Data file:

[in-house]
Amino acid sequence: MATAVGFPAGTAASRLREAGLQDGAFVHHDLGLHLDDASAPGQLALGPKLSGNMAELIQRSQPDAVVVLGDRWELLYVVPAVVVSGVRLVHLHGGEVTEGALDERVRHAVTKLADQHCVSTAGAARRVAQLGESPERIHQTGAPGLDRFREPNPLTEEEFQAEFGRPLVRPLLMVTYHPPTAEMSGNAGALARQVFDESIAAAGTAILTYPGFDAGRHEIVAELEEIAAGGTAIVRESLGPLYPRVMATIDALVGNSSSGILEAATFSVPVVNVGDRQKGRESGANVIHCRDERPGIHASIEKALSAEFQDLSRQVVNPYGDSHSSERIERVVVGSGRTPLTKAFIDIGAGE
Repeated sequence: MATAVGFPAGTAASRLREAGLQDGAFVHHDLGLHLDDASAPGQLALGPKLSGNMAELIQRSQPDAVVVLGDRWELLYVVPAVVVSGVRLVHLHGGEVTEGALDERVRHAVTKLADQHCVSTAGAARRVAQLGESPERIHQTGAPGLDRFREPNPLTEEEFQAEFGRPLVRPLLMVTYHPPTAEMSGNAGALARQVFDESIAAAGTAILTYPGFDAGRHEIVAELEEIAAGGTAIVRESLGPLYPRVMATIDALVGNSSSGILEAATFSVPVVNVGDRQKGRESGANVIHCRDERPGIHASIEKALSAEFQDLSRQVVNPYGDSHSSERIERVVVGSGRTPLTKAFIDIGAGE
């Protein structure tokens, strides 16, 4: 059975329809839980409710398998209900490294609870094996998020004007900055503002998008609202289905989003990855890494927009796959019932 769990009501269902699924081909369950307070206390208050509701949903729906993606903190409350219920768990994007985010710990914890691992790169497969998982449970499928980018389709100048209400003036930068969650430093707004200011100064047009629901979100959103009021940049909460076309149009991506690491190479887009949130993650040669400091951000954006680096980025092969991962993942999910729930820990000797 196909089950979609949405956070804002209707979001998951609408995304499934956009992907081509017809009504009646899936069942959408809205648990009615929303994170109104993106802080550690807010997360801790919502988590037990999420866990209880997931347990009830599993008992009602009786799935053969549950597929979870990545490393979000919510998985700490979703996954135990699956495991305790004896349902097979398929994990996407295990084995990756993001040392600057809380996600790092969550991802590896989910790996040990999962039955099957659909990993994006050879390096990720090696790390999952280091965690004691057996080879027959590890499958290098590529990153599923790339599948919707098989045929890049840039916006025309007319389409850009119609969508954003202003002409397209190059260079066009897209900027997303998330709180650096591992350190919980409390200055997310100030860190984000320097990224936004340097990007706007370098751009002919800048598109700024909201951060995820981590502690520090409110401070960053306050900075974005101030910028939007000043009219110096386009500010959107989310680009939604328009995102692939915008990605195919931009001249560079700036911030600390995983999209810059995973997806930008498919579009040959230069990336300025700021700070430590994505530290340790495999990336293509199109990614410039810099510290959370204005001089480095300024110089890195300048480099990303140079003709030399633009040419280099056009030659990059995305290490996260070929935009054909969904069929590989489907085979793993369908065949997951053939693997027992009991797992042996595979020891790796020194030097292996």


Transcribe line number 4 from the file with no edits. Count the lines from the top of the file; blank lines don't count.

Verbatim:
């Protein structure tokens, strides 16, 4: 059975329809839980409710398998209900490294609870094996998020004007900055503002998008609202289905989003990855890494927009796959019932 769990009501269902699924081909369950307070206390208050509701949903729906993606903190409350219920768990994007985010710990914890691992790169497969998982449970499928980018389709100048209400003036930068969650430093707004200011100064047009629901979100959103009021940049909460076309149009991506690491190479887009949130993650040669400091951000954006680096980025092969991962993942999910729930820990000797 196909089950979609949405956070804002209707979001998951609408995304499934956009992907081509017809009504009646899936069942959408809205648990009615929303994170109104993106802080550690807010997360801790919502988590037990999420866990209880997931347990009830599993008992009602009786799935053969549950597929979870990545490393979000919510998985700490979703996954135990699956495991305790004896349902097979398929994990996407295990084995990756993001040392600057809380996600790092969550991802590896989910790996040990999962039955099957659909990993994006050879390096990720090696790390999952280091965690004691057996080879027959590890499958290098590529990153599923790339599948919707098989045929890049840039916006025309007319389409850009119609969508954003202003002409397209190059260079066009897209900027997303998330709180650096591992350190919980409390200055997310100030860190984000320097990224936004340097990007706007370098751009002919800048598109700024909201951060995820981590502690520090409110401070960053306050900075974005101030910028939007000043009219110096386009500010959107989310680009939604328009995102692939915008990605195919931009001249560079700036911030600390995983999209810059995973997806930008498919579009040959230069990336300025700021700070430590994505530290340790495999990336293509199109990614410039810099510290959370204005001089480095300024110089890195300048480099990303140079003709030399633009040419280099056009030659990059995305290490996260070929935009054909969904069929590989489907085979793993369908065949997951053939693997027992009991797992042996595979020891790796020194030097292996």